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The law in review.

I recently read an article in our local county newspaper reporting on a study commissioned by a group of Maryland state businesses lobbying on behalf of military installations, including nearby Fort Meade and Fort Detrick. The purpose of the study was to assess the supply of new scientists, especially engineers, mathematicians, and bioscientists, necessary to meet the current and future needs of the military and homeland security. The study, conducted by the Sage Policy Group consulting firm, concludes that the state's public education system is failing to supply sufficient new college and university graduates with the necessary skills to be successfully employed in these fields. While enrollment in Maryland colleges and universities has increased in recent years, the number of students majoring in these fields has actually declined, resulting in a growing shortage of skilled job applicants. I know of other government agencies that are facing the same dilemma.

This trend, according to the same study, is consistent with national data that places many U.S. students behind their foreign counterparts in science and math, as well as lacking the same proficiency in foreign languages and knowledge of other cultures. The Fort Meade Alliance, as the group is known, also found that college and university graduates in Maryland too often lack such other basic skills as understanding the concept of teamwork, leadership experience, and the ability to communicate effectively enough in writing or verbally to be able to succeed in business. Maryland schools, the Alliance concluded, need to revise their K-12 curriculum to help students develop an interest in math, biological science, and engineering at an earlier age. This is necessary, they believe, to meet the needs of the expanding job market.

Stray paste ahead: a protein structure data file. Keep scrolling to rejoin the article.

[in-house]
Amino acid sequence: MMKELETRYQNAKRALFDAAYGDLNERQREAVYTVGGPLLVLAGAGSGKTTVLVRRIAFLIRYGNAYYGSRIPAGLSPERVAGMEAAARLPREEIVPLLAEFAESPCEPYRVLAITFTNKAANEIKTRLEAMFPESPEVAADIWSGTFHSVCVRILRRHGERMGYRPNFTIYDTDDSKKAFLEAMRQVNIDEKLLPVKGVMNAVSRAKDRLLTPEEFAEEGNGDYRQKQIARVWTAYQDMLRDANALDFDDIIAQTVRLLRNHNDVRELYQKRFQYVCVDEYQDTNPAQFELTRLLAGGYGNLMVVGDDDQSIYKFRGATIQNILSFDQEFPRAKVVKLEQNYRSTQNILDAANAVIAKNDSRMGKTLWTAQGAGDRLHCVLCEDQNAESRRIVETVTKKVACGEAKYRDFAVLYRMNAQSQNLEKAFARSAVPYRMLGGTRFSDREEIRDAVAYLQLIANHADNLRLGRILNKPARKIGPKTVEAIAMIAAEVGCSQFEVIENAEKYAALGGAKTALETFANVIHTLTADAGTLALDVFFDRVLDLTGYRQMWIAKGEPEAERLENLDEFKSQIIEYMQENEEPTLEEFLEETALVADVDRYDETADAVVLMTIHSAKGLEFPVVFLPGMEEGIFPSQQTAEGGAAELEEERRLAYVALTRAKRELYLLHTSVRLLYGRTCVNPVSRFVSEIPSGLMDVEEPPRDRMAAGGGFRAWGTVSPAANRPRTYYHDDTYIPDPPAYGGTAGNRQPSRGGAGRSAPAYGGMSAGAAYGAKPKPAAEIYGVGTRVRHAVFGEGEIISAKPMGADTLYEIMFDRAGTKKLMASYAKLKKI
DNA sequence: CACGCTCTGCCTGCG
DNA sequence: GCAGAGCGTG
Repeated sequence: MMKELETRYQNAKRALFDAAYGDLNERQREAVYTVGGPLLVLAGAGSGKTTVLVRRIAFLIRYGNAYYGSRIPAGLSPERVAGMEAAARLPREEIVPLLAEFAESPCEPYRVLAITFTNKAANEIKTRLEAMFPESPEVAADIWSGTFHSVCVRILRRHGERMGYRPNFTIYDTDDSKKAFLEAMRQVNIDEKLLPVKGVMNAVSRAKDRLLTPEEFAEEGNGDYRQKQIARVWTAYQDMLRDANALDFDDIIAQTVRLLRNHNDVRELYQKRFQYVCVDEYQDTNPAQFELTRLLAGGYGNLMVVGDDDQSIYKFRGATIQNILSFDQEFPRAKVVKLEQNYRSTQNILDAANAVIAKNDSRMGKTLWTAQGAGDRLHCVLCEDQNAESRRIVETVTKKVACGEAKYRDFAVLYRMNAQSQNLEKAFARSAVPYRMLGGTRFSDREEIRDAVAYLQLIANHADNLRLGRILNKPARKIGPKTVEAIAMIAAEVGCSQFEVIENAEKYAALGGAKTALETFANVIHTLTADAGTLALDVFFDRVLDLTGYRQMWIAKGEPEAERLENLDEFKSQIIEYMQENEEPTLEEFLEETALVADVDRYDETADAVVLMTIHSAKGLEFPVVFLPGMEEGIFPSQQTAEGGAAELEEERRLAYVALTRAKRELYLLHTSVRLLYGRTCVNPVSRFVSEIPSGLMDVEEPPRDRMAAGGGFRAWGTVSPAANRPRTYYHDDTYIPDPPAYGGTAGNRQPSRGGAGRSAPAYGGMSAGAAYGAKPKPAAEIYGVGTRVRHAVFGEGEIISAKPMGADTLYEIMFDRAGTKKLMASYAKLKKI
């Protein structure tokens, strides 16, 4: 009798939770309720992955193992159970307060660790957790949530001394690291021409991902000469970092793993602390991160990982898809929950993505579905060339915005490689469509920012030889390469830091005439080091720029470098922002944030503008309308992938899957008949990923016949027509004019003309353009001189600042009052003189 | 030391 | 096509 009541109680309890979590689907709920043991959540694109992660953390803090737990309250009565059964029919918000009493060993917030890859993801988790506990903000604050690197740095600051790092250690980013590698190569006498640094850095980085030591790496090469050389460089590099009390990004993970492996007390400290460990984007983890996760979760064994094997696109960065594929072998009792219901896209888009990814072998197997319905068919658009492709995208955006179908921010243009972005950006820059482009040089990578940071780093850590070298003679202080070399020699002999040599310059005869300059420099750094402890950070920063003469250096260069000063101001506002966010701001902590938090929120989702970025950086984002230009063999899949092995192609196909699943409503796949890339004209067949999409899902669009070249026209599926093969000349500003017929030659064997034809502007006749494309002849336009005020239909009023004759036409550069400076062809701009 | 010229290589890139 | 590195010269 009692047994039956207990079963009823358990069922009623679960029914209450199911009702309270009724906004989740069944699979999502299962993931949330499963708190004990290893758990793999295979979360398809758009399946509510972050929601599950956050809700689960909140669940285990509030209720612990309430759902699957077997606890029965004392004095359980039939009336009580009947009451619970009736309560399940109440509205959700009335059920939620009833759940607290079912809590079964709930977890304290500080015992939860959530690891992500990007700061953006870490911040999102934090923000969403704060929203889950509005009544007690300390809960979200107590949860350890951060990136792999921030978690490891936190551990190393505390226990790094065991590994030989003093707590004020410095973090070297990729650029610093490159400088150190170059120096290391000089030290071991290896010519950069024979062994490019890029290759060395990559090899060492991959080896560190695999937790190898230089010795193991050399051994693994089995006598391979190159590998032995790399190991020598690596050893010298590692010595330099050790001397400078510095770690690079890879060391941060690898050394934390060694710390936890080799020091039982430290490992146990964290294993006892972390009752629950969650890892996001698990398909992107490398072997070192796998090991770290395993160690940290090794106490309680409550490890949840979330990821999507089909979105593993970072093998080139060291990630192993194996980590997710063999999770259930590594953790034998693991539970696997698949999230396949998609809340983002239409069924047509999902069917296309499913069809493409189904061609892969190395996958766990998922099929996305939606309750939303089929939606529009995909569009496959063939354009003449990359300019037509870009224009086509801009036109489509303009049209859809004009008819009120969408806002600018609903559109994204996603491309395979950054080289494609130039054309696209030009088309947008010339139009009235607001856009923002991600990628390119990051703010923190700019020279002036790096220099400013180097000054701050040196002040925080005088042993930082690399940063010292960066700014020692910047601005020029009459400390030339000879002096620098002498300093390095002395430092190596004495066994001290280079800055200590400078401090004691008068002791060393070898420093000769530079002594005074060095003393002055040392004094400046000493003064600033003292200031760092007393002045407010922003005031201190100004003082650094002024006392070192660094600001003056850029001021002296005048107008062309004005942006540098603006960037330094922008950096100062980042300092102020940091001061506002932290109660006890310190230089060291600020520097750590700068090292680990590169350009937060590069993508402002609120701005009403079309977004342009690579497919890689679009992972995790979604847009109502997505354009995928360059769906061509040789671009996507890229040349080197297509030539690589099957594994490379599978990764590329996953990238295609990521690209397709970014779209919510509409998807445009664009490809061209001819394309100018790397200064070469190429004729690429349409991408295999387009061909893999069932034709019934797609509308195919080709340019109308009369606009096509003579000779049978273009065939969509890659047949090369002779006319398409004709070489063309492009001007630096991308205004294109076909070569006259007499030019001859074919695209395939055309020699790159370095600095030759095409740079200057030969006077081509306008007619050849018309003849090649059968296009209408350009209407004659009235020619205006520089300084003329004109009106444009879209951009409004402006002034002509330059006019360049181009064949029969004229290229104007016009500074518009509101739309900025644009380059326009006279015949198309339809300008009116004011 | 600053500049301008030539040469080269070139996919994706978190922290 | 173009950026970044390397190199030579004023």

I found this article particularly interesting in light of all of the attention that has been focused on the No Child Left Behind (NCLB) Act this year. The law is currently being reviewed in Congress for reauthorization. NCLB, among the most significant U.S. education initiatives, reauthorized the 1965 Elementary and Secondary Education Act and is founded on four primary objectives: increasing accountability for states, school districts, and schools; giving parents and students greater flexibility in terms of transferring to another public school if the current school is not making adequate yearly progress; increasing flexibility to decide how best to use federal education funds awarded to schools in recognition of strong state test results; and, finally, promoting the President's Reading First initiative in support of high-quality reading instruction programs designed to give children the fundamental knowledge and skills necessary to succeed in school and beyond. NCLB's goal is to boost student achievement in grades 3 through 8 in reading and mathematics by 2014 nationwide. You can learn more about NCLB by contacting the Commission on No Child Left Behind at I encourage all ACEI members and others concerned about the future of education in the United States to contact their representatives in Congress--and you can do this conveniently through ACEI's website at